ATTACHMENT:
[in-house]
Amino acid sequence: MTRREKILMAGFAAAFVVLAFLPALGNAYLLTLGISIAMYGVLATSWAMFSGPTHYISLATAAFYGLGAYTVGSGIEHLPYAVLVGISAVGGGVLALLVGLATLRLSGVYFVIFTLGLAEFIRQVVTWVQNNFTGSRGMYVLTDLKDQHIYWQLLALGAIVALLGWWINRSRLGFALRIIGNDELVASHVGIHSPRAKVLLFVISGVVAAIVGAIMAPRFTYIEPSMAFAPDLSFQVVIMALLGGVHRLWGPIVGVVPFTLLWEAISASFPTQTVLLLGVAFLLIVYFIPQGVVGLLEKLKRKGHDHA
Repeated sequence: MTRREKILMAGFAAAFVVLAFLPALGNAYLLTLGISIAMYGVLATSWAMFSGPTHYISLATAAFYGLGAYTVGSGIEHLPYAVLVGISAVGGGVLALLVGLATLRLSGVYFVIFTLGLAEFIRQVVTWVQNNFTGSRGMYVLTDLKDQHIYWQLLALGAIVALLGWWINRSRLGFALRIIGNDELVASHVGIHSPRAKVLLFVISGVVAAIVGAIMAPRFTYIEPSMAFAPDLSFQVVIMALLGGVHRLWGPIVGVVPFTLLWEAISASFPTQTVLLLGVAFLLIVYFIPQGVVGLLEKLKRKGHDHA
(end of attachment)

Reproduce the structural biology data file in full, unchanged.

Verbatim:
[in-house]
Amino acid sequence: MTRREKILMAGFAAAFVVLAFLPALGNAYLLTLGISIAMYGVLATSWAMFSGPTHYISLATAAFYGLGAYTVGSGIEHLPYAVLVGISAVGGGVLALLVGLATLRLSGVYFVIFTLGLAEFIRQVVTWVQNNFTGSRGMYVLTDLKDQHIYWQLLALGAIVALLGWWINRSRLGFALRIIGNDELVASHVGIHSPRAKVLLFVISGVVAAIVGAIMAPRFTYIEPSMAFAPDLSFQVVIMALLGGVHRLWGPIVGVVPFTLLWEAISASFPTQTVLLLGVAFLLIVYFIPQGVVGLLEKLKRKGHDHA
Repeated sequence: MTRREKILMAGFAAAFVVLAFLPALGNAYLLTLGISIAMYGVLATSWAMFSGPTHYISLATAAFYGLGAYTVGSGIEHLPYAVLVGISAVGGGVLALLVGLATLRLSGVYFVIFTLGLAEFIRQVVTWVQNNFTGSRGMYVLTDLKDQHIYWQLLALGAIVALLGWWINRSRLGFALRIIGNDELVASHVGIHSPRAKVLLFVISGVVAAIVGAIMAPRFTYIEPSMAFAPDLSFQVVIMALLGGVHRLWGPIVGVVPFTLLWEAISASFPTQTVLLLGVAFLLIVYFIPQGVVGLLEKLKRKGHDHA